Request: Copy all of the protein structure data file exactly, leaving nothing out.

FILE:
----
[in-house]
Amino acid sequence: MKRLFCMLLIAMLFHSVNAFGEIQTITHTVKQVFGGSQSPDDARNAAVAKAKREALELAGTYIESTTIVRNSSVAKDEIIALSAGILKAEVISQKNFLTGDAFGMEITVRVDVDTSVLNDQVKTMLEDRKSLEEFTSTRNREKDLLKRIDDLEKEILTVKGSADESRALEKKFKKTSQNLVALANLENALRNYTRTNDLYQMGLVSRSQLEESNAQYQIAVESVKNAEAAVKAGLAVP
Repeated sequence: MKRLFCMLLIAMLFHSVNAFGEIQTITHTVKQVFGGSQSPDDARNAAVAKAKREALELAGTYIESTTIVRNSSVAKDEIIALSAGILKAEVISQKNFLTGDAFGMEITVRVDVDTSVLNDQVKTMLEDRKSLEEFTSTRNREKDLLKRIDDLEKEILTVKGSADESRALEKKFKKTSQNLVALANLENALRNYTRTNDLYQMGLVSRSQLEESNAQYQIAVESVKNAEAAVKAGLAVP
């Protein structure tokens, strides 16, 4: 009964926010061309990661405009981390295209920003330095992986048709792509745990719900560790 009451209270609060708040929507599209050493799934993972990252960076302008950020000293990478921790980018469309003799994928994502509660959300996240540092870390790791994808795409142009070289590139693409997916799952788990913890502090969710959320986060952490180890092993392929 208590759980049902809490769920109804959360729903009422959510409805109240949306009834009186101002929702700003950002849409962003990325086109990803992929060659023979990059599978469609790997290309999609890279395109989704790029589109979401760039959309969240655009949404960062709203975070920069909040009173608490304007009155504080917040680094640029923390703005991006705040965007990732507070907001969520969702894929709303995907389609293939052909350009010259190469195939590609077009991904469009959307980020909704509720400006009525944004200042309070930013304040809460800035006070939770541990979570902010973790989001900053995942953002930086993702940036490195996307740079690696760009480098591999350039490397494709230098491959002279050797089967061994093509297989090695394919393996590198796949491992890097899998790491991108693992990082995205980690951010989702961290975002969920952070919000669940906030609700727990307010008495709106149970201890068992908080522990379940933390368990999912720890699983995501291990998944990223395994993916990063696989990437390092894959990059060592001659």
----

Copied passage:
[in-house]
Amino acid sequence: MKRLFCMLLIAMLFHSVNAFGEIQTITHTVKQVFGGSQSPDDARNAAVAKAKREALELAGTYIESTTIVRNSSVAKDEIIALSAGILKAEVISQKNFLTGDAFGMEITVRVDVDTSVLNDQVKTMLEDRKSLEEFTSTRNREKDLLKRIDDLEKEILTVKGSADESRALEKKFKKTSQNLVALANLENALRNYTRTNDLYQMGLVSRSQLEESNAQYQIAVESVKNAEAAVKAGLAVP
Repeated sequence: MKRLFCMLLIAMLFHSVNAFGEIQTITHTVKQVFGGSQSPDDARNAAVAKAKREALELAGTYIESTTIVRNSSVAKDEIIALSAGILKAEVISQKNFLTGDAFGMEITVRVDVDTSVLNDQVKTMLEDRKSLEEFTSTRNREKDLLKRIDDLEKEILTVKGSADESRALEKKFKKTSQNLVALANLENALRNYTRTNDLYQMGLVSRSQLEESNAQYQIAVESVKNAEAAVKAGLAVP
């Protein structure tokens, strides 16, 4: 009964926010061309990661405009981390295209920003330095992986048709792509745990719900560790 009451209270609060708040929507599209050493799934993972990252960076302008950020000293990478921790980018469309003799994928994502509660959300996240540092870390790791994808795409142009070289590139693409997916799952788990913890502090969710959320986060952490180890092993392929 208590759980049902809490769920109804959360729903009422959510409805109240949306009834009186101002929702700003950002849409962003990325086109990803992929060659023979990059599978469609790997290309999609890279395109989704790029589109979401760039959309969240655009949404960062709203975070920069909040009173608490304007009155504080917040680094640029923390703005991006705040965007990732507070907001969520969702894929709303995907389609293939052909350009010259190469195939590609077009991904469009959307980020909704509720400006009525944004200042309070930013304040809460800035006070939770541990979570902010973790989001900053995942953002930086993702940036490195996307740079690696760009480098591999350039490397494709230098491959002279050797089967061994093509297989090695394919393996590198796949491992890097899998790491991108693992990082995205980690951010989702961290975002969920952070919000669940906030609700727990307010008495709106149970201890068992908080522990379940933390368990999912720890699983995501291990998944990223395994993916990063696989990437390092894959990059060592001659």